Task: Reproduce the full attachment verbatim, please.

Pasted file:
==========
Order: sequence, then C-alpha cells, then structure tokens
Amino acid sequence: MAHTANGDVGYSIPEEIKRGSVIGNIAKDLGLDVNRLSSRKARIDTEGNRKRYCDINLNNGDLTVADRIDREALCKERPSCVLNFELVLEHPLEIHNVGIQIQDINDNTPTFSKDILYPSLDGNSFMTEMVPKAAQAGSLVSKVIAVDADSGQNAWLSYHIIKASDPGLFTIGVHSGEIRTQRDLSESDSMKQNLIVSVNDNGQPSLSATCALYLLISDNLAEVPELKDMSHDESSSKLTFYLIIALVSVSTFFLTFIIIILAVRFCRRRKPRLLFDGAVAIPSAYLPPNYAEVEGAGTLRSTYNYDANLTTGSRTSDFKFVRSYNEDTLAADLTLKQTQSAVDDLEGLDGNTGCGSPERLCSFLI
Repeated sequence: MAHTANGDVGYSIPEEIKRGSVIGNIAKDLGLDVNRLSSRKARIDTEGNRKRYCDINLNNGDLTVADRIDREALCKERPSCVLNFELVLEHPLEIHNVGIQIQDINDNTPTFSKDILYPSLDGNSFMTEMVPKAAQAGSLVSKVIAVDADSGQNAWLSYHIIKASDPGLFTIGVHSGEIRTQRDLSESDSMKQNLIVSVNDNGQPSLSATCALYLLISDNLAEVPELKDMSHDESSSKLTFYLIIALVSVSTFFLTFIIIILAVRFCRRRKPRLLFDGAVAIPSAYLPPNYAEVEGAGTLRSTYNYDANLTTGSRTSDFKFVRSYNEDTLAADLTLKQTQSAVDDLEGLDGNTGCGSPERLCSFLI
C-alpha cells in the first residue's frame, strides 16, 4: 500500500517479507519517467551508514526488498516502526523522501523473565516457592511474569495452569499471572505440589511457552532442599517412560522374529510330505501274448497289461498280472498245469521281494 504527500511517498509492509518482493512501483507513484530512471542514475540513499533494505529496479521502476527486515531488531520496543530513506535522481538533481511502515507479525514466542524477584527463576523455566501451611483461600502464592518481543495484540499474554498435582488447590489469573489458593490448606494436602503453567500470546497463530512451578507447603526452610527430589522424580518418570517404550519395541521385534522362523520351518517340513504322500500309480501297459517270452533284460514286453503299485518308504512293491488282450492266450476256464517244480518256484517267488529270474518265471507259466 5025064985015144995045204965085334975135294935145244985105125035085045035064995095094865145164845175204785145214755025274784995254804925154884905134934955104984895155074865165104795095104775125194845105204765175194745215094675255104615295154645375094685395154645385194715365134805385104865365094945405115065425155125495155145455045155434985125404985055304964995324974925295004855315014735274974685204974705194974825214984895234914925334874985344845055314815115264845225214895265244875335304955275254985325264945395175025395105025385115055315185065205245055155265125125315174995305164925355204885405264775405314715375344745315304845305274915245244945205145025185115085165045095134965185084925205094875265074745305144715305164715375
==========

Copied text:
Order: sequence, then C-alpha cells, then structure tokens
Amino acid sequence: MAHTANGDVGYSIPEEIKRGSVIGNIAKDLGLDVNRLSSRKARIDTEGNRKRYCDINLNNGDLTVADRIDREALCKERPSCVLNFELVLEHPLEIHNVGIQIQDINDNTPTFSKDILYPSLDGNSFMTEMVPKAAQAGSLVSKVIAVDADSGQNAWLSYHIIKASDPGLFTIGVHSGEIRTQRDLSESDSMKQNLIVSVNDNGQPSLSATCALYLLISDNLAEVPELKDMSHDESSSKLTFYLIIALVSVSTFFLTFIIIILAVRFCRRRKPRLLFDGAVAIPSAYLPPNYAEVEGAGTLRSTYNYDANLTTGSRTSDFKFVRSYNEDTLAADLTLKQTQSAVDDLEGLDGNTGCGSPERLCSFLI
Repeated sequence: MAHTANGDVGYSIPEEIKRGSVIGNIAKDLGLDVNRLSSRKARIDTEGNRKRYCDINLNNGDLTVADRIDREALCKERPSCVLNFELVLEHPLEIHNVGIQIQDINDNTPTFSKDILYPSLDGNSFMTEMVPKAAQAGSLVSKVIAVDADSGQNAWLSYHIIKASDPGLFTIGVHSGEIRTQRDLSESDSMKQNLIVSVNDNGQPSLSATCALYLLISDNLAEVPELKDMSHDESSSKLTFYLIIALVSVSTFFLTFIIIILAVRFCRRRKPRLLFDGAVAIPSAYLPPNYAEVEGAGTLRSTYNYDANLTTGSRTSDFKFVRSYNEDTLAADLTLKQTQSAVDDLEGLDGNTGCGSPERLCSFLI
C-alpha cells in the first residue's frame, strides 16, 4: 500500500517479507519517467551508514526488498516502526523522501523473565516457592511474569495452569499471572505440589511457552532442599517412560522374529510330505501274448497289461498280472498245469521281494 504527500511517498509492509518482493512501483507513484530512471542514475540513499533494505529496479521502476527486515531488531520496543530513506535522481538533481511502515507479525514466542524477584527463576523455566501451611483461600502464592518481543495484540499474554498435582488447590489469573489458593490448606494436602503453567500470546497463530512451578507447603526452610527430589522424580518418570517404550519395541521385534522362523520351518517340513504322500500309480501297459517270452533284460514286453503299485518308504512293491488282450492266450476256464517244480518256484517267488529270474518265471507259466 5025064985015144995045204965085334975135294935145244985105125035085045035064995095094865145164845175204785145214755025274784995254804925154884905134934955104984895155074865165104795095104775125194845105204765175194745215094675255104615295154645375094685395154645385194715365134805385104865365094945405115065425155125495155145455045155434985125404985055304964995324974925295004855315014735274974685204974705194974825214984895234914925334874985344845055314815115264845225214895265244875335304955275254985325264945395175025395105025385115055315185065205245055155265125125315174995305164925355204885405264775405314715375344745315304845305274915245244945205145025185115085165045095134965185084925205094875265074745305144715305164715375